60% of Republican Voters Say White Supremacy Is a ‘Problem’ in the US

A new VICE News/YouGov poll shows a majority of Republicans also identified right-wing extremism as a “problem” facing the U.S. ahead of the midterms.
Members of the right-wing group Patriot Front march with anti-abortion activists during the 49th annual March for Life on Friday, Jan. 21, 2022 in Washington, DC. (Kent Nishimura / Los Angeles Times via Getty Images)

If you tuned in to Tucker Carlson every night, you’d be told again and again that white supremacy is a hoax, invoked by liberals to smear the modern Republican Party and divide the country. 

But though the Fox News host has millions of viewers, his controversial takes may not accurately reflect the views held by a majority of GOP voters. 

A new VICE News/YouGov poll found that 60 percent of Republican respondents actually identified white supremacist extremism as a “problem” facing the U.S. ahead of the upcoming midterms (compared to 93 percent of Democrats and 56 percent of Trump voters). A slightly larger percentage of Republican voters—63 percent—also consider “right-wing extremism” a problem in the U.S. 


The poll, taken the week of Oct. 17, surveyed American adults on a range of issues, including abortion, weed, President Biden, the 2020 election, and extremism. 

Perhaps unsurprisingly, many responses to the survey fell starkly along partisan lines, particularly when it came to identifying issues that voters were most concerned about. That was also true for responses to the question about white supremacist extremism. 

Although around two-thirds of Republicans identified white supremacist extremism as a problem overall, only 23 percent consider it to be a “major problem”—compared to 73 percent of Democrats and just half of respondents overall.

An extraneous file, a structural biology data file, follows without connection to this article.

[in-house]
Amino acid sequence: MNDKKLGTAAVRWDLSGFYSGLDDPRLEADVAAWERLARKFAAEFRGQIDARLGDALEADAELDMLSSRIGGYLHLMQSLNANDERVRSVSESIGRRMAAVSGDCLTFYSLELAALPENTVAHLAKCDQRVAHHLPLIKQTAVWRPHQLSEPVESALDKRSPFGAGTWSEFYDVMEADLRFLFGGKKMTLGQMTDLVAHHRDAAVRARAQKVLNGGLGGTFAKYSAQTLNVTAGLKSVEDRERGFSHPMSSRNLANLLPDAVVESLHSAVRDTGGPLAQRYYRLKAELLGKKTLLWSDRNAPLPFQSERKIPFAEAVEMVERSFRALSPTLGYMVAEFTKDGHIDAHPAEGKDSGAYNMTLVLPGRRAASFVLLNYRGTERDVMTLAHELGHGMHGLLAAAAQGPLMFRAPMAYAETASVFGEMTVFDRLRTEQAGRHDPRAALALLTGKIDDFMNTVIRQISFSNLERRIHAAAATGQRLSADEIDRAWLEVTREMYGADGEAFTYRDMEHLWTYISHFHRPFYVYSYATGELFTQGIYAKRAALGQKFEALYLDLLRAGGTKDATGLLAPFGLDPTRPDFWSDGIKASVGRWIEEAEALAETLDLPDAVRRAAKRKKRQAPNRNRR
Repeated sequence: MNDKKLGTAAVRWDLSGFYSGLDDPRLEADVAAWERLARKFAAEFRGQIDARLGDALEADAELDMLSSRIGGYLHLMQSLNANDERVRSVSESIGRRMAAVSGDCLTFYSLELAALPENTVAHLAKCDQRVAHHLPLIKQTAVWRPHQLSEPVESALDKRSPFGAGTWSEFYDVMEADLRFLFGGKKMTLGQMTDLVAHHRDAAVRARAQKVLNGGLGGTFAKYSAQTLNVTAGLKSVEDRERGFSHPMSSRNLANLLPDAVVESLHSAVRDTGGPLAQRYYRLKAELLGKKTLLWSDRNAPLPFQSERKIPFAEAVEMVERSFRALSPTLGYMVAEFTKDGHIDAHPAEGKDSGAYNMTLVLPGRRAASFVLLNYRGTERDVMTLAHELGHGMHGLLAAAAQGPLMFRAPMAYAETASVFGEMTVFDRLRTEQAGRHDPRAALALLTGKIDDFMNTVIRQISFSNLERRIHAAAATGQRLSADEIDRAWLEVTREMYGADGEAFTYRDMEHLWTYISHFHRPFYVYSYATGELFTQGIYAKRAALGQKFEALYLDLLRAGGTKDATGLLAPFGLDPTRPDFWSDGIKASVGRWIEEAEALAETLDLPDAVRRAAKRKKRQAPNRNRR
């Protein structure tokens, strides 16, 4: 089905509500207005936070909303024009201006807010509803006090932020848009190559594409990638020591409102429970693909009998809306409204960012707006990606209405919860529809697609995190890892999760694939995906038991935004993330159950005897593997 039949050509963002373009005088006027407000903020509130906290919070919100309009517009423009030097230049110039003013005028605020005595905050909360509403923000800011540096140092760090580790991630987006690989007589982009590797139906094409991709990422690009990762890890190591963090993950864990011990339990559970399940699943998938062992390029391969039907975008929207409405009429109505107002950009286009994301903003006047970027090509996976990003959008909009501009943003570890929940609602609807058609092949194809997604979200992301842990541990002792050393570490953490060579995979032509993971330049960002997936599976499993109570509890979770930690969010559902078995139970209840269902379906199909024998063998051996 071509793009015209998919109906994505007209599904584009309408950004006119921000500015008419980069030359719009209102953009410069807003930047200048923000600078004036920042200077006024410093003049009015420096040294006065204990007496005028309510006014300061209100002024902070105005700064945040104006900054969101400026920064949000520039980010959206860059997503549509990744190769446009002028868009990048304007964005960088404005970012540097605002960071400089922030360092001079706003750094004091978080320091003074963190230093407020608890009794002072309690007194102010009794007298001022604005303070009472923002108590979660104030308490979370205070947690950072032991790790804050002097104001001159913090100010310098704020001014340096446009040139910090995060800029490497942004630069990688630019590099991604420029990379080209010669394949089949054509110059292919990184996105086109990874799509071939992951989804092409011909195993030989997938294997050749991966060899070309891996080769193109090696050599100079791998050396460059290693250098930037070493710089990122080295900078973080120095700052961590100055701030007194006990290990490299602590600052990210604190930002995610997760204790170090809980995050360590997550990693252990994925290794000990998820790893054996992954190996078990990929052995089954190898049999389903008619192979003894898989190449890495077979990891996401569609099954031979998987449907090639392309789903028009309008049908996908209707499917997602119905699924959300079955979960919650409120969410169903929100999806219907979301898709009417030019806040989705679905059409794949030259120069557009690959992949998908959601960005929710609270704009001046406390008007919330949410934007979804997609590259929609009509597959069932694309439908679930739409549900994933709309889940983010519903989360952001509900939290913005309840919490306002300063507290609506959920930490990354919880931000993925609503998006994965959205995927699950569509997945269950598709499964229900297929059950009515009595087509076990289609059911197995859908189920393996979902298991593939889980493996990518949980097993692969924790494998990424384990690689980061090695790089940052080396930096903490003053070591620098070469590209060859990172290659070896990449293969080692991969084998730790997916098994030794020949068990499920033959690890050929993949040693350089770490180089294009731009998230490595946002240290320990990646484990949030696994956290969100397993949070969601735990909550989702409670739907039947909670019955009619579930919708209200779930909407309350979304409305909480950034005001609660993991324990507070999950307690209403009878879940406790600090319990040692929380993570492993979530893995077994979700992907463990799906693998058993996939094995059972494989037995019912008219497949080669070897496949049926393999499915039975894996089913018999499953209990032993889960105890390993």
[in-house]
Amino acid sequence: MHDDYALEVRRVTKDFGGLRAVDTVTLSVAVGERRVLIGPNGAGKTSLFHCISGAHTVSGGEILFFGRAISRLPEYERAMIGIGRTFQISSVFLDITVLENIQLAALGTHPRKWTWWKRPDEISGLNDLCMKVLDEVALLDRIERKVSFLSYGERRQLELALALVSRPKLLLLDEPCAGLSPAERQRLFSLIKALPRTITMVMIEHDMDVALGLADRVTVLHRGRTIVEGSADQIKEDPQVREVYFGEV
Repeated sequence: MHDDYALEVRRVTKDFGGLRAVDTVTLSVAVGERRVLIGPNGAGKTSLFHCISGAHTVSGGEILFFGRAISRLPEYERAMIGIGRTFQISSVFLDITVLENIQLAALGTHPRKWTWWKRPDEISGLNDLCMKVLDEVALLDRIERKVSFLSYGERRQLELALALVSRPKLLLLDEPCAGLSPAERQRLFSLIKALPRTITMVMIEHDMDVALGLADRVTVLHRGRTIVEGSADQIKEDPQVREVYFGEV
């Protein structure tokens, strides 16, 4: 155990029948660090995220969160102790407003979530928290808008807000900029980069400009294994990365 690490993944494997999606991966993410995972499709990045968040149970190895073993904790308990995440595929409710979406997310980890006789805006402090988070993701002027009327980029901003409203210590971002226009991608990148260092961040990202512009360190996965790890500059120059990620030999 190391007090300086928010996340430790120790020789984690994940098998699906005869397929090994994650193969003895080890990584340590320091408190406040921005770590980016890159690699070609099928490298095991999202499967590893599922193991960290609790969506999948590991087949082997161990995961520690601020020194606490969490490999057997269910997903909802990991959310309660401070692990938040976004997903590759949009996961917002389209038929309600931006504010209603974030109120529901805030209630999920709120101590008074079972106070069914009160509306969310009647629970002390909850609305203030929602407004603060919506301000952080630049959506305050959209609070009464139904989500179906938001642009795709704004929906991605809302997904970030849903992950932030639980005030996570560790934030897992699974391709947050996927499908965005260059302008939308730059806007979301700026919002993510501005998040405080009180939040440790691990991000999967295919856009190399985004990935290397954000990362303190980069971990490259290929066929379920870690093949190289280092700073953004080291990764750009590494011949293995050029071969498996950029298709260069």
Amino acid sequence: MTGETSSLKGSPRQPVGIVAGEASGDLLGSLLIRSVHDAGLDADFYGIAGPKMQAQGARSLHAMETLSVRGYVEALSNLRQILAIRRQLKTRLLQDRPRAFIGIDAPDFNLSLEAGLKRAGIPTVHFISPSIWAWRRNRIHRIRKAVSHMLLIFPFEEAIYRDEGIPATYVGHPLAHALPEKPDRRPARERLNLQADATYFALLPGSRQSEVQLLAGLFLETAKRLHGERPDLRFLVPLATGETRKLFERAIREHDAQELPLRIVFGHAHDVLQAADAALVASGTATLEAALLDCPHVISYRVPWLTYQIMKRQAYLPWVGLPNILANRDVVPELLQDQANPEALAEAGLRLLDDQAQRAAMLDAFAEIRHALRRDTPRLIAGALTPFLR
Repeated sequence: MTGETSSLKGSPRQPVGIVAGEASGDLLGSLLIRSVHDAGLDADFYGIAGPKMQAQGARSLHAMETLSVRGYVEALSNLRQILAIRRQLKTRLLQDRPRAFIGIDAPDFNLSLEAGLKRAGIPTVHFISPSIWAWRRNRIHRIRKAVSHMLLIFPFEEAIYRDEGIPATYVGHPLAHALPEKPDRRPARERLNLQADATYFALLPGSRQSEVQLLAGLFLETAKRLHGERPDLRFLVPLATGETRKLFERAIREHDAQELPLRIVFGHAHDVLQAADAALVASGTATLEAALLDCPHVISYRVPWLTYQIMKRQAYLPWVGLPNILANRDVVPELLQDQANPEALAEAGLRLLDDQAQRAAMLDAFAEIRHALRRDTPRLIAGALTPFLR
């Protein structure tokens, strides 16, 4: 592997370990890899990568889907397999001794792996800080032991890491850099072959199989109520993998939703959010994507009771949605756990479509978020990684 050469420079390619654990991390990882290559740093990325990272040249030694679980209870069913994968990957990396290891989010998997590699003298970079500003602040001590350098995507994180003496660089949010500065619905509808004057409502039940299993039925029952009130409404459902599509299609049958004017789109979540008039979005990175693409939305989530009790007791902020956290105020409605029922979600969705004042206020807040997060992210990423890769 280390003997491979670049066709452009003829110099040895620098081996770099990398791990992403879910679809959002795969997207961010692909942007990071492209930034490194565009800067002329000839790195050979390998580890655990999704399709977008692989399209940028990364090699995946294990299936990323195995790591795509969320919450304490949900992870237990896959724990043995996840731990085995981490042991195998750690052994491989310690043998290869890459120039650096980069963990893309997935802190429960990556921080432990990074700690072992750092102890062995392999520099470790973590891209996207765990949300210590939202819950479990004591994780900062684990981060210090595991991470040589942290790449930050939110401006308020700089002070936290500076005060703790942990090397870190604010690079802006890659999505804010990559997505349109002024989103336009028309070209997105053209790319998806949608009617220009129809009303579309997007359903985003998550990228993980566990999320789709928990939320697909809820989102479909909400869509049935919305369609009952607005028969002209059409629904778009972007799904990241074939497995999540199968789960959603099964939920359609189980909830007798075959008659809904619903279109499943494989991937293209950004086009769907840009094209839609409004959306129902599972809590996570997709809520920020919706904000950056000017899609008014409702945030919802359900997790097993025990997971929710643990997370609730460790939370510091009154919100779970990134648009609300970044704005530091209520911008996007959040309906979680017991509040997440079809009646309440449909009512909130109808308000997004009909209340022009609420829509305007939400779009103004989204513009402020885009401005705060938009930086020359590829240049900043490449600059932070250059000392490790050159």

And 40 percent of Republicans don’t consider white supremacy to be a problem whatsoever. 

That’s contrary to the view of the FBI, which has classified white supremacist extremism as a top domestic terrorism threat in the U.S. This summer, FBI Director Chris Wray testified before the Senate Judiciary Committee that the biggest terror threat facing the U.S. was from racially motivated violent extremists, “including those who advocate for the superiority of the white race.” Wray also said that white supremacist extremists were responsible for the majority of deadly attacks in recent years. 

The VICE News/YouGov poll found that around 20 percent of Republicans and Trump voters think that the problem of white supremacist extremism is getting better, compared to 14 percent of Democrats and 9 percent of Biden voters. 


Nearly 70 percent of Democrats think white supremacy in the U.S. has gotten worse, compared to 26 percent of Republicans. 

Opinions on whether white supremacy is a serious problem facing the U.S. also diverged along racial lines. Less than half of white respondents—44 percent—identified white supremacy as a major problem, compared to 69 percent of Black respondents and 57 percent of Hispanic respondents. 

White supremacy can be a politically polarizing category in and of itself. At its most basic, white supremacist extremism can be understood as the hordes of torch-wielding neo-Nazis who marched in Charlottesville, Virginia, in the summer of 2017. But the white gunman who targeted Black people at a supermarket in Buffalo earlier this year was also widely labeled as a white supremacist. Prior to his attack, he left a racist screed online that referenced the “great replacement theory” as a motivation for his attack. That theory is a core tenet of modern white supremacy that falsely claims immigrants and nonwhite people are embroiled in a conspiracy to make white people a minority in the U.S. 

In recent years, the central tenets of the “great replacement theory” have shown up on Fox News and in MAGA candidates’ stump speeches. One Yahoo/YouGov poll from earlier this year found that 6 out of 10 Trump voters agreed with its central claims. 


Meanwhile, GOP lawmakers and activists have spent the last few years waging a war against critical race theory, the broad label used to describe education that teaches kids about the history of white supremacy in the U.S. and how it shaped institutions. Trump called that kind of education “unAmerican,” a line that has since been repeatedly used to discredit and downplay any discussion of white supremacist extremism.